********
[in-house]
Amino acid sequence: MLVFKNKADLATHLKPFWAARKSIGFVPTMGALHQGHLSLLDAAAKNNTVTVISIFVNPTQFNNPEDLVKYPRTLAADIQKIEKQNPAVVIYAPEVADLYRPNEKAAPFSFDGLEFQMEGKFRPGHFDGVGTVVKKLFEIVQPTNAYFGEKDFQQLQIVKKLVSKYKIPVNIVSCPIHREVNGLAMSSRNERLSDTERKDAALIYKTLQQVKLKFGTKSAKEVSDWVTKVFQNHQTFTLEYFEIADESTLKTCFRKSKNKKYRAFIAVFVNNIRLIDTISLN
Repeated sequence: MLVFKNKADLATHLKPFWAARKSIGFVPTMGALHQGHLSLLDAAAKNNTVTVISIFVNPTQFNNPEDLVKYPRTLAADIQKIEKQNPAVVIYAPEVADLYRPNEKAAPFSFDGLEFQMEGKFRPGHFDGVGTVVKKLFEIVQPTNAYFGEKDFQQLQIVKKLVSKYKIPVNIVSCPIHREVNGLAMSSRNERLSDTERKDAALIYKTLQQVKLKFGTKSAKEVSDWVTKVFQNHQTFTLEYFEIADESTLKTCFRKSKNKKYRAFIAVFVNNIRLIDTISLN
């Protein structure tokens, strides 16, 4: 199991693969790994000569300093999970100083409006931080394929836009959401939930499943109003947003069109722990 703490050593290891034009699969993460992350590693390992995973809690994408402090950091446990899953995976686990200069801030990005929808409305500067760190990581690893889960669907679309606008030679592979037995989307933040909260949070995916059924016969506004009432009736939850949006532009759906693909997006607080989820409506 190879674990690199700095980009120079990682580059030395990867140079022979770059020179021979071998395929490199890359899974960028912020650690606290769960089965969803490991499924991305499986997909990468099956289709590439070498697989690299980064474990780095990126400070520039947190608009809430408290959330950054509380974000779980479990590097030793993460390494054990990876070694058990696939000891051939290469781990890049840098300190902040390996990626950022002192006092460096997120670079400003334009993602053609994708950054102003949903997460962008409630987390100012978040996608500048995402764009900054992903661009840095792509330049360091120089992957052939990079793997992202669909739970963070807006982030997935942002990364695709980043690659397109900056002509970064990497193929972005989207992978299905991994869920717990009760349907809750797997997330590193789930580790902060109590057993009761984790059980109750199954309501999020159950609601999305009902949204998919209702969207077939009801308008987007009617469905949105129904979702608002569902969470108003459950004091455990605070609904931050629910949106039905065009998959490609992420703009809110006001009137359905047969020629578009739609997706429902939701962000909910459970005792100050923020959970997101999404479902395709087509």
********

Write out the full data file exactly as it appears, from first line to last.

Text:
[in-house]
Amino acid sequence: MLVFKNKADLATHLKPFWAARKSIGFVPTMGALHQGHLSLLDAAAKNNTVTVISIFVNPTQFNNPEDLVKYPRTLAADIQKIEKQNPAVVIYAPEVADLYRPNEKAAPFSFDGLEFQMEGKFRPGHFDGVGTVVKKLFEIVQPTNAYFGEKDFQQLQIVKKLVSKYKIPVNIVSCPIHREVNGLAMSSRNERLSDTERKDAALIYKTLQQVKLKFGTKSAKEVSDWVTKVFQNHQTFTLEYFEIADESTLKTCFRKSKNKKYRAFIAVFVNNIRLIDTISLN
Repeated sequence: MLVFKNKADLATHLKPFWAARKSIGFVPTMGALHQGHLSLLDAAAKNNTVTVISIFVNPTQFNNPEDLVKYPRTLAADIQKIEKQNPAVVIYAPEVADLYRPNEKAAPFSFDGLEFQMEGKFRPGHFDGVGTVVKKLFEIVQPTNAYFGEKDFQQLQIVKKLVSKYKIPVNIVSCPIHREVNGLAMSSRNERLSDTERKDAALIYKTLQQVKLKFGTKSAKEVSDWVTKVFQNHQTFTLEYFEIADESTLKTCFRKSKNKKYRAFIAVFVNNIRLIDTISLN
């Protein structure tokens, strides 16, 4: 199991693969790994000569300093999970100083409006931080394929836009959401939930499943109003947003069109722990 703490050593290891034009699969993460992350590693390992995973809690994408402090950091446990899953995976686990200069801030990005929808409305500067760190990581690893889960669907679309606008030679592979037995989307933040909260949070995916059924016969506004009432009736939850949006532009759906693909997006607080989820409506 190879674990690199700095980009120079990682580059030395990867140079022979770059020179021979071998395929490199890359899974960028912020650690606290769960089965969803490991499924991305499986997909990468099956289709590439070498697989690299980064474990780095990126400070520039947190608009809430408290959330950054509380974000779980479990590097030793993460390494054990990876070694058990696939000891051939290469781990890049840098300190902040390996990626950022002192006092460096997120670079400003334009993602053609994708950054102003949903997460962008409630987390100012978040996608500048995402764009900054992903661009840095792509330049360091120089992957052939990079793997992202669909739970963070807006982030997935942002990364695709980043690659397109900056002509970064990497193929972005989207992978299905991994869920717990009760349907809750797997997330590193789930580790902060109590057993009761984790059980109750199954309501999020159950609601999305009902949204998919209702969207077939009801308008987007009617469905949105129904979702608002569902969470108003459950004091455990605070609904931050629910949106039905065009998959490609992420703009809110006001009137359905047969020629578009739609997706429902939701962000909910459970005792100050923020959970997101999404479902395709087509």